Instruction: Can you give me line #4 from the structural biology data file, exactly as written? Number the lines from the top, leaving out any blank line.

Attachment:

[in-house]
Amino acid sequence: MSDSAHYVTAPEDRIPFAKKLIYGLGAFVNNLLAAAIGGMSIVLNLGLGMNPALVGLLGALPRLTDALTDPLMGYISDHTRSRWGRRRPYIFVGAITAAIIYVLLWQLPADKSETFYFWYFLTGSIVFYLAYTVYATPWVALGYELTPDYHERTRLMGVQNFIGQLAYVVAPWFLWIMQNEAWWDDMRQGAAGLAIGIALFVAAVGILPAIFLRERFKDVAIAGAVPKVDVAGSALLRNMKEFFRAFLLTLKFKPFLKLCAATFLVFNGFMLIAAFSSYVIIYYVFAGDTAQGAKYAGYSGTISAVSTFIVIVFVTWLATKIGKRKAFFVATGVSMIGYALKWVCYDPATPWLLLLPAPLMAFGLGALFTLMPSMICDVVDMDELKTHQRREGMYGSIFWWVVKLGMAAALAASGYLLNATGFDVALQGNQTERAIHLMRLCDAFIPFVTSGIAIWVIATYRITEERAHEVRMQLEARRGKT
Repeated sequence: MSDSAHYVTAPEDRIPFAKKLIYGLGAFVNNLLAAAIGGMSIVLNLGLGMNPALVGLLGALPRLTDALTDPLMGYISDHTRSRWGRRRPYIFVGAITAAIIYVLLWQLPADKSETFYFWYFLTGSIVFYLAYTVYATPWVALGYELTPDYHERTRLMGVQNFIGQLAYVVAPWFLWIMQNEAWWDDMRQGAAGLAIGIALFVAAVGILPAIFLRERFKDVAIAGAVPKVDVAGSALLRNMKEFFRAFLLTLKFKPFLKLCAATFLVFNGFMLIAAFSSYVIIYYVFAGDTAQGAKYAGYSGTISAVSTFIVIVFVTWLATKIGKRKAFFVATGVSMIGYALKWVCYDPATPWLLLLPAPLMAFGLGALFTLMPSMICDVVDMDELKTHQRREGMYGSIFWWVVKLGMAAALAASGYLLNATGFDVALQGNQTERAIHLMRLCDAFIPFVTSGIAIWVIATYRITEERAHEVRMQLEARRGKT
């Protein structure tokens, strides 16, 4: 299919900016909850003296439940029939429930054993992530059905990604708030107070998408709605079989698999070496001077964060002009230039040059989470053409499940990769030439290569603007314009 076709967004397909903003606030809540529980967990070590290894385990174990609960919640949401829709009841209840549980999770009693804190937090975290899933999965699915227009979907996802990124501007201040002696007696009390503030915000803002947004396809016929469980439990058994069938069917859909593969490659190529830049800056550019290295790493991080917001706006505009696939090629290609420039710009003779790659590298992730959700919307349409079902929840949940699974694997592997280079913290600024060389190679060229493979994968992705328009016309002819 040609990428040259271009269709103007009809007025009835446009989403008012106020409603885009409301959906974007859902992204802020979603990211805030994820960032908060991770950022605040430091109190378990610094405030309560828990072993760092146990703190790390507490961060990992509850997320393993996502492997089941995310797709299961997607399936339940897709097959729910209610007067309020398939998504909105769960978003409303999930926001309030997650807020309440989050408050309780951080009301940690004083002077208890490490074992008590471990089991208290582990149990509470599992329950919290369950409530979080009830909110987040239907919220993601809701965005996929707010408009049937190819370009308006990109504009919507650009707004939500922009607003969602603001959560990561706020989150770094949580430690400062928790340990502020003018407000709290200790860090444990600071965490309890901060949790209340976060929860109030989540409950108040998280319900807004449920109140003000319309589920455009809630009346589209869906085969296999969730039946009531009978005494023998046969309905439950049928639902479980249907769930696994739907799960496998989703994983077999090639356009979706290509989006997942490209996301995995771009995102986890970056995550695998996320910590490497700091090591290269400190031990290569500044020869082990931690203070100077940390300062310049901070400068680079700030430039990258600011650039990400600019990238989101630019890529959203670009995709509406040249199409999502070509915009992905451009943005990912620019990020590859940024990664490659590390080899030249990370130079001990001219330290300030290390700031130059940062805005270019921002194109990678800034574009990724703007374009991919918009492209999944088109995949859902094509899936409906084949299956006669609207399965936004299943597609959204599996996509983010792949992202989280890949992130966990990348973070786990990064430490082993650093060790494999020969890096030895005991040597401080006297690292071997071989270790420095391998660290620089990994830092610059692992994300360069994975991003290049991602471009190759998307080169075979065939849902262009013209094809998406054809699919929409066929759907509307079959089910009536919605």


């Protein structure tokens, strides 16, 4: 299919900016909850003296439940029939429930054993992530059905990604708030107070998408709605079989698999070496001077964060002009230039040059989470053409499940990769030439290569603007314009 076709967004397909903003606030809540529980967990070590290894385990174990609960919640949401829709009841209840549980999770009693804190937090975290899933999965699915227009979907996802990124501007201040002696007696009390503030915000803002947004396809016929469980439990058994069938069917859909593969490659190529830049800056550019290295790493991080917001706006505009696939090629290609420039710009003779790659590298992730959700919307349409079902929840949940699974694997592997280079913290600024060389190679060229493979994968992705328009016309002819 040609990428040259271009269709103007009809007025009835446009989403008012106020409603885009409301959906974007859902992204802020979603990211805030994820960032908060991770950022605040430091109190378990610094405030309560828990072993760092146990703190790390507490961060990992509850997320393993996502492997089941995310797709299961997607399936339940897709097959729910209610007067309020398939998504909105769960978003409303999930926001309030997650807020309440989050408050309780951080009301940690004083002077208890490490074992008590471990089991208290582990149990509470599992329950919290369950409530979080009830909110987040239907919220993601809701965005996929707010408009049937190819370009308006990109504009919507650009707004939500922009607003969602603001959560990561706020989150770094949580430690400062928790340990502020003018407000709290200790860090444990600071965490309890901060949790209340976060929860109030989540409950108040998280319900807004449920109140003000319309589920455009809630009346589209869906085969296999969730039946009531009978005494023998046969309905439950049928639902479980249907769930696994739907799960496998989703994983077999090639356009979706290509989006997942490209996301995995771009995102986890970056995550695998996320910590490497700091090591290269400190031990290569500044020869082990931690203070100077940390300062310049901070400068680079700030430039990258600011650039990400600019990238989101630019890529959203670009995709509406040249199409999502070509915009992905451009943005990912620019990020590859940024990664490659590390080899030249990370130079001990001219330290300030290390700031130059940062805005270019921002194109990678800034574009990724703007374009991919918009492209999944088109995949859902094509899936409906084949299956006669609207399965936004299943597609959204599996996509983010792949992202989280890949992130966990990348973070786990990064430490082993650093060790494999020969890096030895005991040597401080006297690292071997071989270790420095391998660290620089990994830092610059692992994300360069994975991003290049991602471009190759998307080169075979065939849902262009013209094809998406054809699919929409066929759907509307079959089910009536919605």